In loving memory of Philando Castile, Pollen presents a community portrait of grief, protest, power, and love contributed by 25 artists mostly from Minneapolis and St. Paul, Minnesota.
Could we please give the police departments to the grandmothers?
Give them the salaries and the pensions and the city vehicles, but make them a fleet of vintage corvettes, jaguars and cadillacs, with white leather interior. Diamond in the back, sunroof top and digging the scene with the gangsta lean.
Let the cars be badass!
You would hear the old school jams like Patti Labelle, Anita Baker and Al Green. You would hear Sweet Honey in the Rock harmonizing on “We who believe in freedom will not rest” bumping out the speakers.
And they got the booming system.
If you up to mischief, they will pick you up swiftly in their sweet ride and look at you until you catch shame and look down at your lap. She asks you if you are hungry and you say “yes” and of course you are. She got a crown of dreadlocks and on the dashboard you see brown faces like yours, shea buttered and loved up.
And there are no precincts.
Just love temples, that got spaces to meditate and eat delicious food. Mangoes, blueberries, nectarines, cornbread, peas and rice, fried plantain, fufu, yams, greens, okra, pecan pie, salad and lemonade.
Things that make your mouth water and soul arrive…
The day’s gonna come when I won’t march no more
The day’s gonna come when I won’t march no more
But while my sister ain’t equal & my brother can’t breathe
Hand and hand with my family, we will fill these streets
“HAND-IN-HAND” BY JAYANTHI KYLE
“And you are not the guy and still you fit the description because there is only one guy who is always the guy fitting the description.”
Claudia Rankine, “Stop and Frisk”
She is made of
Diamonds. She is four years old and wears
pink and blue beads, sometimes
barrettes, in her braided hair. Maybe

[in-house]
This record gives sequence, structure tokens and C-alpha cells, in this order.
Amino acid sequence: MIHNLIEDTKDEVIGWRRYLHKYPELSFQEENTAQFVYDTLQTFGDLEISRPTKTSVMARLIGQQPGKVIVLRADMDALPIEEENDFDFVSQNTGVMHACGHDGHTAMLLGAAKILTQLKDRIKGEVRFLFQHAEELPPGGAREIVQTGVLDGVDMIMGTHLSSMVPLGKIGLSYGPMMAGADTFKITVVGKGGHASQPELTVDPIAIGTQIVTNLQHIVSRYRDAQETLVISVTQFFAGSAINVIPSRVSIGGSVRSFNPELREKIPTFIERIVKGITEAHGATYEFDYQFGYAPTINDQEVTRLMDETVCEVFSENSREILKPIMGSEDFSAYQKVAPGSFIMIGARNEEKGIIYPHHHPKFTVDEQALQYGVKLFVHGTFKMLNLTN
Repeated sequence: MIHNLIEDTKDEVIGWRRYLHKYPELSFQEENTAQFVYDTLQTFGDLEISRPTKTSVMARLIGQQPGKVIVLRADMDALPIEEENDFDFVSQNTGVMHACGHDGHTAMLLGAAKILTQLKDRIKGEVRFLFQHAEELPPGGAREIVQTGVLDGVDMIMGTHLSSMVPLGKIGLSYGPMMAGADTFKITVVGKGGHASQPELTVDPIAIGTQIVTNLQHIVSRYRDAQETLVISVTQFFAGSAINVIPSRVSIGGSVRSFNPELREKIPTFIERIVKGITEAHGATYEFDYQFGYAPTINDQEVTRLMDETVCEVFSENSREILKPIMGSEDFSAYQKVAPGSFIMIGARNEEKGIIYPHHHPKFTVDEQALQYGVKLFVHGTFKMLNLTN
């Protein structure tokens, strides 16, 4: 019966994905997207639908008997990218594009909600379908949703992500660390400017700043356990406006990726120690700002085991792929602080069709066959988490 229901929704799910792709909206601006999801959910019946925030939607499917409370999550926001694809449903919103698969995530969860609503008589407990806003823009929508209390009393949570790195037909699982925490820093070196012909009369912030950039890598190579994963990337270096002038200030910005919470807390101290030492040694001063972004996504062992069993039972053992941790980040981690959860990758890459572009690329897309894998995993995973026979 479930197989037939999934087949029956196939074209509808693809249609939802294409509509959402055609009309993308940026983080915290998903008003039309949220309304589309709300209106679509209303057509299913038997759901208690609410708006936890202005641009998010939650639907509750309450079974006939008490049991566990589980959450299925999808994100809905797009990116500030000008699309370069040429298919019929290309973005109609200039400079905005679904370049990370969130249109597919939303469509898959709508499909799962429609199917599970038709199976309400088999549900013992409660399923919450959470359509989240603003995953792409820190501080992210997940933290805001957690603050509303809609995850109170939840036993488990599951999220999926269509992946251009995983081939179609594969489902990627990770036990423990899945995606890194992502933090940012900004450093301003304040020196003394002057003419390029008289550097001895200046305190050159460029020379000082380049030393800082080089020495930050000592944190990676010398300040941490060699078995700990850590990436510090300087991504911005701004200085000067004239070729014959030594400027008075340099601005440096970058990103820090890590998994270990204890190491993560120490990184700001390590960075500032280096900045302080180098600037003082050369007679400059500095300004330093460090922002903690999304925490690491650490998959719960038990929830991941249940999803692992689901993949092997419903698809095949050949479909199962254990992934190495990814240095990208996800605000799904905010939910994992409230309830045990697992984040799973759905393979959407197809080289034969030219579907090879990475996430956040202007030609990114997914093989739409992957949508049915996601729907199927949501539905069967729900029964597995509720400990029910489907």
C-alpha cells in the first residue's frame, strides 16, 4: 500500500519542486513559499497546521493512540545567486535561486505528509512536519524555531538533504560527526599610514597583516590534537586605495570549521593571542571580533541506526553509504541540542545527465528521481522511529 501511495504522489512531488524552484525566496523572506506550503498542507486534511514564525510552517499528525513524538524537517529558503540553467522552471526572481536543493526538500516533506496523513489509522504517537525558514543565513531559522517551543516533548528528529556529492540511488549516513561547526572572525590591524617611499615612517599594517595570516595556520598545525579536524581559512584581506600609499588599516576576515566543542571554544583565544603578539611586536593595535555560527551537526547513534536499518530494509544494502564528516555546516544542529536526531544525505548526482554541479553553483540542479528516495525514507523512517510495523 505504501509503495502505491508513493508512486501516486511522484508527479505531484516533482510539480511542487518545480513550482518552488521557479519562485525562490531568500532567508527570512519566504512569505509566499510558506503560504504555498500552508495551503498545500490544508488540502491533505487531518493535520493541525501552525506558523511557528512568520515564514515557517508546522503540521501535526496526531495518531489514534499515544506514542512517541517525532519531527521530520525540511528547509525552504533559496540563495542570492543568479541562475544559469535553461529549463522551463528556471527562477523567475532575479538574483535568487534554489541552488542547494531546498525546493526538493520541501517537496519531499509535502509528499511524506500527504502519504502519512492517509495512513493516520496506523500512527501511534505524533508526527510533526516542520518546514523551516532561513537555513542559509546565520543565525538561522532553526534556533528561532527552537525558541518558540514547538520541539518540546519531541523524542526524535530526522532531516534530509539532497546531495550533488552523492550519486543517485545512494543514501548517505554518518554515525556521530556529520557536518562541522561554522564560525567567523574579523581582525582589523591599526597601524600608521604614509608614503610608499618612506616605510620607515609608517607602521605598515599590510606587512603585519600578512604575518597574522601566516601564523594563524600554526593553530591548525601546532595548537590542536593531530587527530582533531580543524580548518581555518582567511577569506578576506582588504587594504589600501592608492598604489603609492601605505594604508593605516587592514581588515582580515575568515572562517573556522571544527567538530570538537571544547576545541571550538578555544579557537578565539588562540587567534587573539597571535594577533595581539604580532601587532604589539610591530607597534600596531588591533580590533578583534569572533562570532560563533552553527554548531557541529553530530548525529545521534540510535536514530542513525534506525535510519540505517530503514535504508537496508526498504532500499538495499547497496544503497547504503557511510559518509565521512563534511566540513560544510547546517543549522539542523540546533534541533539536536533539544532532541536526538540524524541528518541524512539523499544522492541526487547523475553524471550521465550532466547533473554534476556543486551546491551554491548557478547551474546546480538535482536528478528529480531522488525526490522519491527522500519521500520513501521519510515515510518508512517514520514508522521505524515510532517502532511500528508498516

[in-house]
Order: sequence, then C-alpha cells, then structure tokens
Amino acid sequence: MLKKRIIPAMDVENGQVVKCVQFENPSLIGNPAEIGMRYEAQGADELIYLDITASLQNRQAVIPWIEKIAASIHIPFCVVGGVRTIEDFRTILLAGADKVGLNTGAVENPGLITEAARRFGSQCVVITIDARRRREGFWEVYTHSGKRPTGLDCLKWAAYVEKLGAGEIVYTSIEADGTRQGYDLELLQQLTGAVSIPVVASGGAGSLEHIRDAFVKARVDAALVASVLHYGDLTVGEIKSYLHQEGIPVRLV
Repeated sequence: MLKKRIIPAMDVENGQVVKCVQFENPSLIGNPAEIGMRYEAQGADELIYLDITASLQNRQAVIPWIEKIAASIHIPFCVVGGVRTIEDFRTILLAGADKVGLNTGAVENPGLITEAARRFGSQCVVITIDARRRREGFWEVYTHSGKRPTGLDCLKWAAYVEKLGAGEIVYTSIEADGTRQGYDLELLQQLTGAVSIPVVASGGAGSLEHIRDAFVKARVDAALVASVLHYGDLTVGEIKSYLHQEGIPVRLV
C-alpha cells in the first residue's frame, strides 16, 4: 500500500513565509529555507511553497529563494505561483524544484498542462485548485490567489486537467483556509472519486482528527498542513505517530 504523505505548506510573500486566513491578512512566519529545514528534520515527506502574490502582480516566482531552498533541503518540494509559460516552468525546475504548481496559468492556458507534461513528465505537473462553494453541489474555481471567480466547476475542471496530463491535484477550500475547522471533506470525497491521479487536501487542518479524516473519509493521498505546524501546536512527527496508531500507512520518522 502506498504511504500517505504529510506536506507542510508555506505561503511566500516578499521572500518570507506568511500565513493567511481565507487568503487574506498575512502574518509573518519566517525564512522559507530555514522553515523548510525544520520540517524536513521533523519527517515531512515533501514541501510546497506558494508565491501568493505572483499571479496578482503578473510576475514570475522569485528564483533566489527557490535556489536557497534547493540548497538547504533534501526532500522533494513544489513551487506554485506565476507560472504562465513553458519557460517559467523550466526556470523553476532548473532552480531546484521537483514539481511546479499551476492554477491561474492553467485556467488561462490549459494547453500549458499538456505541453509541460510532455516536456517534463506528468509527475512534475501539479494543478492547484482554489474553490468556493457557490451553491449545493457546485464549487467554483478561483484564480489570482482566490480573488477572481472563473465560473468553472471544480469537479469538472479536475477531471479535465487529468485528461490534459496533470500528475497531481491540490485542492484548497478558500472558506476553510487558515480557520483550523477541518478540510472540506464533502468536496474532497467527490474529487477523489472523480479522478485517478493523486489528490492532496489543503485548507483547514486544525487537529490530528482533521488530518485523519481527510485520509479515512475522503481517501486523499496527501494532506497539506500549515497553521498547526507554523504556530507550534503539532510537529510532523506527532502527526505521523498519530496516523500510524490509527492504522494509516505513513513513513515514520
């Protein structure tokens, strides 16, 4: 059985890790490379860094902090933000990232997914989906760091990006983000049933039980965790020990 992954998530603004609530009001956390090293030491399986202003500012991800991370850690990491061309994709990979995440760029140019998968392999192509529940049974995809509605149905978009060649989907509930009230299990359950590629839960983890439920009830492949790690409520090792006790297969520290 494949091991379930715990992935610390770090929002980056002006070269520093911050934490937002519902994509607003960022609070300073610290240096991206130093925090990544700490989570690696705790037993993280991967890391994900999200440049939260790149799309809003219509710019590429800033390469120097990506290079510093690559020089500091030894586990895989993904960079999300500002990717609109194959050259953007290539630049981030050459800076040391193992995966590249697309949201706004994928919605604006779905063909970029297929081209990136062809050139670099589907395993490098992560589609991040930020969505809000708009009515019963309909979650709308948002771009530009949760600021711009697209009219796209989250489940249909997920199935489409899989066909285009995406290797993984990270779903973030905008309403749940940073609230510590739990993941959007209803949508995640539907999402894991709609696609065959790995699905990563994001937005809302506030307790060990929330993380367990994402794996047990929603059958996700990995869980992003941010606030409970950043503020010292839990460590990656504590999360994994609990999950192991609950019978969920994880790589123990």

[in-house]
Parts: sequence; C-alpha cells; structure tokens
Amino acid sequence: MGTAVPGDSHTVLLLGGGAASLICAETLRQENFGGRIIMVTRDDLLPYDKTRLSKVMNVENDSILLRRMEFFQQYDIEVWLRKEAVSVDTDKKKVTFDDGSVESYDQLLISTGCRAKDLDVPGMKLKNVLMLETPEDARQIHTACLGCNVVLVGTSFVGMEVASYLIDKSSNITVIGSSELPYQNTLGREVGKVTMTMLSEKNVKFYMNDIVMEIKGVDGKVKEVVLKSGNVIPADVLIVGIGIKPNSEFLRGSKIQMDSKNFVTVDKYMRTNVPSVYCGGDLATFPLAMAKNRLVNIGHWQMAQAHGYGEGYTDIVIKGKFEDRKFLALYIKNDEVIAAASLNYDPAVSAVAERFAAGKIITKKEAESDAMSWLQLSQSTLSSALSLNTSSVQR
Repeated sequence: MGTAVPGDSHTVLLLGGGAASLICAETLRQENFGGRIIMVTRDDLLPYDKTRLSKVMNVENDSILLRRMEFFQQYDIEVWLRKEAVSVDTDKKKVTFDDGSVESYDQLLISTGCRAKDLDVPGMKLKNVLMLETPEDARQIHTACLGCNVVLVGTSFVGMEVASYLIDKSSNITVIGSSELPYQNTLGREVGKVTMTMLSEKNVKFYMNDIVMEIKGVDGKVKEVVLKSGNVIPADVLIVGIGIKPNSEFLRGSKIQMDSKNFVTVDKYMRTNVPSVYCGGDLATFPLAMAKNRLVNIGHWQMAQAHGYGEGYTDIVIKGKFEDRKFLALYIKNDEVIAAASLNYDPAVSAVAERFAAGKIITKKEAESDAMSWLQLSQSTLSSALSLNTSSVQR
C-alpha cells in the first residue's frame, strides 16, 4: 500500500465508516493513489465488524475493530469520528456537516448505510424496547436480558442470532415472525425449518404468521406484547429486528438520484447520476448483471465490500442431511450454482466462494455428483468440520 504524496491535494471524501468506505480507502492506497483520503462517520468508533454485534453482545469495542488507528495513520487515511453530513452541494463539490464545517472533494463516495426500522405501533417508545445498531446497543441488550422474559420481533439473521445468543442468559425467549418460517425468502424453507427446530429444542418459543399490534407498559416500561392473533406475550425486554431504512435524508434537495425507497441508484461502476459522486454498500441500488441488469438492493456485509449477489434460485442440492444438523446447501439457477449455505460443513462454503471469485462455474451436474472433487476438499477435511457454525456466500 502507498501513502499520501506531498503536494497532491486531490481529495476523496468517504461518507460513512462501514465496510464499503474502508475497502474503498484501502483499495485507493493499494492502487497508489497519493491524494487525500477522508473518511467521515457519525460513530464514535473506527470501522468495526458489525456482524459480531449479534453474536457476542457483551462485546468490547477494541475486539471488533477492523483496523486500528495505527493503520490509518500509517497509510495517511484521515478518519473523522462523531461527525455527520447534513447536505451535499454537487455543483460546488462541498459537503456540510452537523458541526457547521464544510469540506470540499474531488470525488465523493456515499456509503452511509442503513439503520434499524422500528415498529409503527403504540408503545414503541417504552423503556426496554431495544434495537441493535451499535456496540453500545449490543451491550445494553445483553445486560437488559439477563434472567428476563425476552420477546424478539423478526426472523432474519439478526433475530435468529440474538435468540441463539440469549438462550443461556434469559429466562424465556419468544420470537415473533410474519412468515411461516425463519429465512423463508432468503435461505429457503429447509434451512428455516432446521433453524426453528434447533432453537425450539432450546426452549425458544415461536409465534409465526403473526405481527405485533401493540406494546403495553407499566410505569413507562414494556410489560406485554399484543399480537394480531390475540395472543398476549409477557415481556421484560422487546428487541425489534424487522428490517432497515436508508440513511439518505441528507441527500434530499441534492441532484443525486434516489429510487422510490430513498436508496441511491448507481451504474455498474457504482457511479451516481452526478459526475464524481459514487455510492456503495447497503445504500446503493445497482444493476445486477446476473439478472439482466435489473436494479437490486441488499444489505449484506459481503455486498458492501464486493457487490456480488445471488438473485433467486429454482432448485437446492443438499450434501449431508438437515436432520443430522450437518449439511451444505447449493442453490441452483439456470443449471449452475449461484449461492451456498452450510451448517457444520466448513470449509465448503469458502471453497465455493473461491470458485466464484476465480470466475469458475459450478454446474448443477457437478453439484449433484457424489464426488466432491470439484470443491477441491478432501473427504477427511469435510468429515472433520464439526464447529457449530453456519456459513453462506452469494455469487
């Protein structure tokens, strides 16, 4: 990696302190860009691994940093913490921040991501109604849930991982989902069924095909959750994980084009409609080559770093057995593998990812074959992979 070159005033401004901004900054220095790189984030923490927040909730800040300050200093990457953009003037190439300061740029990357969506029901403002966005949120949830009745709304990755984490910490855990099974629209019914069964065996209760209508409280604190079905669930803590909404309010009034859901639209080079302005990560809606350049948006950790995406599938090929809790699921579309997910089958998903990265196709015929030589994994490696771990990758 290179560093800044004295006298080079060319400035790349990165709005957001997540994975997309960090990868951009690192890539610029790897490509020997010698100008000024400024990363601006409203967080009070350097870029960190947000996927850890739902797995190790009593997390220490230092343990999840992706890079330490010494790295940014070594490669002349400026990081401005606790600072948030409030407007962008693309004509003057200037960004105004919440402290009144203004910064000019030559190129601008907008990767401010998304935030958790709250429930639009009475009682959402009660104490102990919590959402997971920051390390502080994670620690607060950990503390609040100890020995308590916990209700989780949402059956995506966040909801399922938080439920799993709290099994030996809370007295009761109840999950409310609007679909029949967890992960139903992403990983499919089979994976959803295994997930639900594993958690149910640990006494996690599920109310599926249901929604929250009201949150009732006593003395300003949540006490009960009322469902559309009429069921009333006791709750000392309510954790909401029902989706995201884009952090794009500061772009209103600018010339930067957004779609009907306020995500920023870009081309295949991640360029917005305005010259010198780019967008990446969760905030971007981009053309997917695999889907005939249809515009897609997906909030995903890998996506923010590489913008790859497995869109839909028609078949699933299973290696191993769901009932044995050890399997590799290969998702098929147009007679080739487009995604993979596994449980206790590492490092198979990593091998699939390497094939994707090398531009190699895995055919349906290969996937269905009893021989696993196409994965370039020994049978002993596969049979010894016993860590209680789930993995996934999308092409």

is her favorite, and possibly she likes the swings
best of all
at the park
Her voice certainly glitters
has always glittered, it
has never needed
your permission, your invitation
Last Wednesday night, she
sat buckled in the car’s backseat
on the way home from the
grocery store. Maybe
she was chewing bubblegum. Her bedtime routine
most likely would have been next in the order
of weeknight things
a nearby police car slowed its suburban patrol
when the car she was riding in passed
One of the officers noticed how
the other car’s driver
had a wide-set nose
He fit the description
In less than two minutes, she
listened as police officers
pull the car she was riding in over and
give orders. She saw the driver and her mother follow
those orders. Might be the officer, now pointing his gun
at the driver, didn’t see her
in the backseat. He therefore never would have
noticed the colorful beads
in her hair. He definitely knew nothing
about the driver, a man who just shopped for groceries,
a man who just had a family dinner and
got his haircut earlier that evening.
In less than two minutes
she, four years old, watched
one of the police officers
shoot the driver again and again, then
begin screaming at her mother. It must have
felt like forever
The driver fit the description
He was following orders
He was not the man
Make no mistake, she still has
a glittering voice. Possibly it won’t shine as bright